Attention is now directed to systems and methods for high performance cache management. These systems and methods may be used to manage cached content to be delivered to an end user at a client computer, increasing the performance of content delivery for a web site.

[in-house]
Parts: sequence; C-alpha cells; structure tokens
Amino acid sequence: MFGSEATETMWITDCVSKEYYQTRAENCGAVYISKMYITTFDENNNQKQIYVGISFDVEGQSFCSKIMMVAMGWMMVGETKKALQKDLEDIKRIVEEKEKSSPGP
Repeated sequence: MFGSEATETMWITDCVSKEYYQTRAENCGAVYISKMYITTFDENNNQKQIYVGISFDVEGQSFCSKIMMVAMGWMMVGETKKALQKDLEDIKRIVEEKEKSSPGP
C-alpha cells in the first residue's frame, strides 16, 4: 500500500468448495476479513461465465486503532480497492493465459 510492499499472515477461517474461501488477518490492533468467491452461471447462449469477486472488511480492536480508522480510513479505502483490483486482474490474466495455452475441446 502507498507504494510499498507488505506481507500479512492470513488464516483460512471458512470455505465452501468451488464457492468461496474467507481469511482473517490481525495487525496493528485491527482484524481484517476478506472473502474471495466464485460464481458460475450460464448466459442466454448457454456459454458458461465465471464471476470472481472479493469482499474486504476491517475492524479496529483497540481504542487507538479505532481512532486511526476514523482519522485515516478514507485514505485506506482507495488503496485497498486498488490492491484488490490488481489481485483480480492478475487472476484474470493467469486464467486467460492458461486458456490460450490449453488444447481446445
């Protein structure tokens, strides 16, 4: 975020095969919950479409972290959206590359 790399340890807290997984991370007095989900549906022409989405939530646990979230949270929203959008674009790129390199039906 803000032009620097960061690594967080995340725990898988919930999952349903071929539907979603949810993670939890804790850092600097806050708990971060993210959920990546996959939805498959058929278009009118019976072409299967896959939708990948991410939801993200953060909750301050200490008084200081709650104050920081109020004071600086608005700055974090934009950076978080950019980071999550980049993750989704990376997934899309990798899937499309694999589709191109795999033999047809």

FIG. 3 is a simplified diagrammatical representation of a distributed computing environment where high performance delivery (HPD)-enabled system 170 resides. Within the distributed computing environment, a plurality of computers (not all are shown in FIG. 3) may be interconnected to each other, including web server(s), application server(s), etc. For simplification, a single system is shown for system 170. System 170 can include a server computer comprising CPU, ROM, RAM, HD, and I/O as described above. In some embodiments, system 170 may comprise a content delivery software component, which comprises a page generator software subcomponent, a content management software component, an applications software component, and the like. In the example of FIG. 3, system 170 is shown to comprise request handler 30, cache 25, and cache manager 20 to illustrate scenarios involving these components. For example, in a cache hit scenario, request handler 30 can access cache 25 and return cached response 40 in response to request 50. Additional components of system 170 are shown in FIG. 4 to illustrate a cache miss scenario.